An ode to the horse: horses in warfare

Warfare is often considered a very human endeavour, often forgetting the part animals played in it. We could talk about dogs, camels, and even elephants, but we are going to talk about horses in recognition of World Horse Appreciation Day. We want to give you a sense of what these animals went through in warfare and hopefully highlight some of the fantastic armours we have in the Royal Armouries collection.

Horses have been used in warfare since ancient times up until the present day. They were used in many roles, from combat mounts to pack animals, and across many cultures and civilisations.

Knightly companion

Two horses nuzzle each other while their riders talk. Riders are dressed in medieval clothing.

At the Royal Armouries, we still use horses for jousts and mock combat today.

Medieval warhorses were so valuable that they might have cost up to three years’ worth of a knight’s wages, and even used in place of tax payments should it be required.

Horses were trained for battle by the warriors. Italian riding instructor Claudio Corte (1529 – ?) advises keeping steeds fit by running up and down hills and jumping hedges and ditches. The horse must also get used to the sounds of battle and weapons. Tournaments and hunting were often used to prepare both rider and horse for war. Other aspects of training mentioned by Corte include night-riding, swimming and waiting while the rider mounts and dismounts.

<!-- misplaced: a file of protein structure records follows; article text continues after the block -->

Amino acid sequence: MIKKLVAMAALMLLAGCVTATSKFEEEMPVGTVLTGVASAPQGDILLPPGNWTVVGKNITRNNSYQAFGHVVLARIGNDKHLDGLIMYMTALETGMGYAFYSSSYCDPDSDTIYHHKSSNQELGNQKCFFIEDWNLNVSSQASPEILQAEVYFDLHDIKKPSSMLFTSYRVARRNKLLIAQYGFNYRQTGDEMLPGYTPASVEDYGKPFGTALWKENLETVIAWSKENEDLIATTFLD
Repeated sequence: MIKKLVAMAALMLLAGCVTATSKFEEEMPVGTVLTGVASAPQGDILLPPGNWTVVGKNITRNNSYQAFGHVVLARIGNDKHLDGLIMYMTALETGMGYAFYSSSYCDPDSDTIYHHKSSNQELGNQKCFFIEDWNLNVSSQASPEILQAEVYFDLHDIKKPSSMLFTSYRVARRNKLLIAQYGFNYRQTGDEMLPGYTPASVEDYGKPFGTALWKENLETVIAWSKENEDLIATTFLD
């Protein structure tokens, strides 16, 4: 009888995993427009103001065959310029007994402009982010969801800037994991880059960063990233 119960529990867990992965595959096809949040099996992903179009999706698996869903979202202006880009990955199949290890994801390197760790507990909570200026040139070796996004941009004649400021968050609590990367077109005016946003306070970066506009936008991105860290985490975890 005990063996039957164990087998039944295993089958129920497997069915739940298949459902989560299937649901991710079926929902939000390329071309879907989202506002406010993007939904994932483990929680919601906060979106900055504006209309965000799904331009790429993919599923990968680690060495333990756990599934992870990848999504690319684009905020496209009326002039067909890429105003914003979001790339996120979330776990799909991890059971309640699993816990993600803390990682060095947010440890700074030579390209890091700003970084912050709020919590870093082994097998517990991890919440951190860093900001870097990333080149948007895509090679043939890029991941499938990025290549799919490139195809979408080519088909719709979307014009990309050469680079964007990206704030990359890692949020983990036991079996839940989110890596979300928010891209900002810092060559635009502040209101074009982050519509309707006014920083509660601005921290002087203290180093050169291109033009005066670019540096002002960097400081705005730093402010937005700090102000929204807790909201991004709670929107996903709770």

Because horses were highly valued, it was preferable for them to be captured by an enemy than killed. But many did die on campaign from injuries, disease, or even receiving medical treatment.

Sometimes knights would fight on foot using the horses as a mode of transportation, but many horses were active battle participants. In close combat, they were as much warriors as their human counterparts: kicking, biting and head-butting the enemy.



Mounts of the Khans

Mongolian horseman sits on his armoured steed

Our Oriental Gallery has several stunning examples of horse armour from around the world. Mongolian heavy cavalryman of the 13th-15th century on display in the Oriental Gallery, Royal Armouries Museum, Leeds. XXVIA.122.

One of the most impressive examples of cavalry warfare was the Mongols from the 13th century. The Mongols slept in the saddle, so their horses had to carry their riders non-stop for days, grazing on the move. The Mongol warriors cut their horses’ veins to drink their blood in harsh conditions and used mare’s milk to make an alcoholic drink called kumis. By using their horses for sustenance and by rotating riding horses on marches they travelled about 60-100 miles in a day, an impressive feat until the invention of mechanised warfare.

Horse and elephant

Two riders ride an armored elephant in a museum duisplay

Our war elephant armour is one of the only surviving examples of its kind in the world. 

We are pleased to present a range of products inspired by this magnificent example of elephant armour.



Indian horses had a formidable enemy on the battlefield: the elephant. The elephants’ enormous size and strange smell was terrifying to the horses and their riders. However, horses would also sometimes fight alongside elephants as supporting cavalry.

Horses feature prominently in many of our museum displays, and we hope that this article has shown you why. So the next time you’re wandering through our galleries spare a thought not just for the men but for the animals as well. They’ve trained with us, carried us, and fought with us since records began. They indeed are every bit as brave as the people who rode them.

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